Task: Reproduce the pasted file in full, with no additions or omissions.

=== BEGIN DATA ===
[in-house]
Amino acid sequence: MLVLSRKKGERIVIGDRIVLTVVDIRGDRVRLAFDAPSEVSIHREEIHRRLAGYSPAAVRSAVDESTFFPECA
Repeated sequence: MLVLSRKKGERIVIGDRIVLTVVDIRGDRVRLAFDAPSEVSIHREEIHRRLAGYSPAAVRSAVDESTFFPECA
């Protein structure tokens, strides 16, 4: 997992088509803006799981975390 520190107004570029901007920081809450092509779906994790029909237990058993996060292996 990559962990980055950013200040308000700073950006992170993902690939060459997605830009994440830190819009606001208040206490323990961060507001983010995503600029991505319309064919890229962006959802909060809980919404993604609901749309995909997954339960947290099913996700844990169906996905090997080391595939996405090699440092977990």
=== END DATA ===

[in-house]
Amino acid sequence: MLVLSRKKGERIVIGDRIVLTVVDIRGDRVRLAFDAPSEVSIHREEIHRRLAGYSPAAVRSAVDESTFFPECA
Repeated sequence: MLVLSRKKGERIVIGDRIVLTVVDIRGDRVRLAFDAPSEVSIHREEIHRRLAGYSPAAVRSAVDESTFFPECA
């Protein structure tokens, strides 16, 4: 997992088509803006799981975390 520190107004570029901007920081809450092509779906994790029909237990058993996060292996 990559962990980055950013200040308000700073950006992170993902690939060459997605830009994440830190819009606001208040206490323990961060507001983010995503600029991505319309064919890229962006959802909060809980919404993604609901749309995909997954339960947290099913996700844990169906996905090997080391595939996405090699440092977990």